It’s nice now how Seadoo is doing color matching seats. The white seats were okay, but people often ask if the seats come in different colors. The Sparks now have seats that match the color of the body panels.
The White spark will have a black seat instead of the White. Check the other seat colors below.
New Handle Bar Grips
While we’re looking at the picture above of the yellow Sea Doo Spark you’ll notice something different with the Handle Bar Grips. A new Palm rest is now standard on all Seadoo watercraft models. This palm rest is a great new feature that really places ergonomics first.
This rest gives you a whole lot more comfort when riding on longer rides and more confidence when you pull in the throttle. I like this new grip so much I’m thinking about putting them on my 2014 Sea Doo Spark I have.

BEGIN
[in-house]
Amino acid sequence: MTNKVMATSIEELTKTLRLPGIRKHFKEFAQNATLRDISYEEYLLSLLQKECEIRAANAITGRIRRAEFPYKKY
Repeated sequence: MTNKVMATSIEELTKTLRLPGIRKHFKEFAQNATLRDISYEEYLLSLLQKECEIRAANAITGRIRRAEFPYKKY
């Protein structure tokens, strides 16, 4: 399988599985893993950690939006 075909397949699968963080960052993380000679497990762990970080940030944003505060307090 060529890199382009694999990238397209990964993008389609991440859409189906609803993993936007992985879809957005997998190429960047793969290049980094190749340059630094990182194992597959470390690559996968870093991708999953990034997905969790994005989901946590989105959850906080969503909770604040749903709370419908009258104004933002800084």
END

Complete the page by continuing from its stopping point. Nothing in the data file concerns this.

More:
The Gauge for the Seadoo Sparks didn’t change. It still shows you speed, RPM, and hours on your Spark. The red button below allows you to scroll through all the different functions.
Holding the red button down for a few seconds and press it again will put you into Sport Mode. To get out of Sport mode just hold down the red button and you’ll default to Touring Mode. Sport mode is full power nothing holds you back, and Touring will be more easier take off.
In the picture below you can see the glove box storage located under the gauge.
Getting More With The Convenience Package
Seadoo now has the Convenience Package Plus which is the same as the old Convenience Package but now has DESS RF key with it. This package will come with all models that have iBR. The DESS RF key is an encrypted key and a safety lanyard. This key is waterproof and floats too.